We know that grant writing can be overwhelming and well, misunderstood. Today, we want to share a few quick and dirty tips about grant writing that can help those of you who are foraying into this world for the first time. Hopefully, it goes without saying (but we’ll say it anyway), make sure to do research before applying for grants.
The research will narrow down thousands of grantors so you can find those that are most closely aligned with your project focus area (eg girls education, healthcare, etc.) and geographic interests to increase the likelihood of success! Here are some more tips:
1. Think of institutional funders and foundations just like you would an individual donor. Reach out to program officers (kind of like the gatekeepers at foundations) and have conversations with them – they are people just like us! Ask questions about your project, funding request amount, outcomes, and metrics. Try and develop authentic relationships with them based on your shared interests! And don’t forget, after you have (hopefully!) received a grant award – send them periodic updates (can be formal newsletters or a short email with project updates) – just be sure to keep that relationship going.
2. When you are writing your grant proposal and putting together an accompanying budget, make sure that they both tell the same story. If you’ve mentioned that providing your students with meals is important for their academic success, make sure you include meals as a line item in your budget. It may seem obvious, but it’s worth reinstating!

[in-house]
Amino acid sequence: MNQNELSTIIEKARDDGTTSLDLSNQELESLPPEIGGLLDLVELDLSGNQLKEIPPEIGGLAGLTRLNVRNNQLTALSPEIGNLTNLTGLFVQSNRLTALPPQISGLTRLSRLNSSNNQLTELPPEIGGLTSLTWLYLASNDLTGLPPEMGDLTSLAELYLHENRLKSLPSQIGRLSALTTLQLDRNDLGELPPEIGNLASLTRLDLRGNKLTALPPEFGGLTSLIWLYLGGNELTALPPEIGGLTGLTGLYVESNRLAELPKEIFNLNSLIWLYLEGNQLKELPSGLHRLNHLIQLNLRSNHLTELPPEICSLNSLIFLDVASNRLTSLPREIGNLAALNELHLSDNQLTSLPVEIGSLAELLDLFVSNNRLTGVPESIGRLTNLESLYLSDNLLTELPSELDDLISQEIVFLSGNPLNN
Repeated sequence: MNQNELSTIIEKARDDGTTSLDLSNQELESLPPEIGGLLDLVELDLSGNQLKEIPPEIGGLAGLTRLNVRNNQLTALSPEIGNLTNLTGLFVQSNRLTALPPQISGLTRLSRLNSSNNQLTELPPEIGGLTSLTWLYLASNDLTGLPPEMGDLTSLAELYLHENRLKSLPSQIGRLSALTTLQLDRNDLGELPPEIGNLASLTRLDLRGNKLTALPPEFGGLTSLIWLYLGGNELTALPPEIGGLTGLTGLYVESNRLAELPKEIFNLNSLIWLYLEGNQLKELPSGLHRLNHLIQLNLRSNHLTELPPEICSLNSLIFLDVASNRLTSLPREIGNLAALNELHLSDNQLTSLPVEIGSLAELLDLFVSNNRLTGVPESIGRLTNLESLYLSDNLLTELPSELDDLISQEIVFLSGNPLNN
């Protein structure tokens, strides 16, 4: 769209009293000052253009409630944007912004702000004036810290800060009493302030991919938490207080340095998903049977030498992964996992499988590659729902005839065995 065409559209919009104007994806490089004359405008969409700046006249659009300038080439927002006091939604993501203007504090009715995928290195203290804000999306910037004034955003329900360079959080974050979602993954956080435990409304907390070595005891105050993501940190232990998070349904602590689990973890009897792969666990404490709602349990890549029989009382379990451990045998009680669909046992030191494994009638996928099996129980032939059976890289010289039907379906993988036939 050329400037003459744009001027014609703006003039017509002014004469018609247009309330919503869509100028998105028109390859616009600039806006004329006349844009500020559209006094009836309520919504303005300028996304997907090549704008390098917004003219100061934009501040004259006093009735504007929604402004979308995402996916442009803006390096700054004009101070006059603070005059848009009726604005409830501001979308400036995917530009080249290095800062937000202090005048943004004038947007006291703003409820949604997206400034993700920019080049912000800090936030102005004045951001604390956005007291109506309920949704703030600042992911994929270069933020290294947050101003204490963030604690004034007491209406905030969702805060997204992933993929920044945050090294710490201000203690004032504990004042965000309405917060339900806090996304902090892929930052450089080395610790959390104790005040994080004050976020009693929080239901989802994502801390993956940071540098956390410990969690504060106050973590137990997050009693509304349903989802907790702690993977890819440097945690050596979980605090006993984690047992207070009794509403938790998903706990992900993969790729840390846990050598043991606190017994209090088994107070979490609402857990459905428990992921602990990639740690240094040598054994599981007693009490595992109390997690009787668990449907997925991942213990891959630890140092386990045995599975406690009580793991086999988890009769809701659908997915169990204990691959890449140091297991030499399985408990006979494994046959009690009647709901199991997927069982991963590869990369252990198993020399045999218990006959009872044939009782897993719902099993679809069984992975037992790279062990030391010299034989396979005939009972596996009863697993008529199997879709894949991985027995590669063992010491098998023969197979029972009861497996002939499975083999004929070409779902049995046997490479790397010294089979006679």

3. A grant proposal, or narrative, is just that. It tells a story. A common format for a grant proposal includes:
An executive summary (usually best to write last after you’ve fleshed out the rest of the details of your proposal)
The background/history of your organization (who are you and why are you best poised to do the work that you do?)
A statement of need (what statistics support the work that you are doing?)
A description of the project for which you are seeking funding (what are the overarching goals of your project?)
The project activities (what activities/programs are you implementing to achieve your stated goals?)
The monitoring, learning, and evaluation plan for your project (what outcomes does your project have and how will you know if you were successful?)
A budget (how much money do you need and what will the money be used for to complete your project?)
While this list is by no means exhaustive, and some funders will ask for more information (such as biographies of staff members and/or board members, annual reports, audited financial statements, and more!), hopefully, this general framework will help you think about how to frame your project and structure a proposal. Happy writing!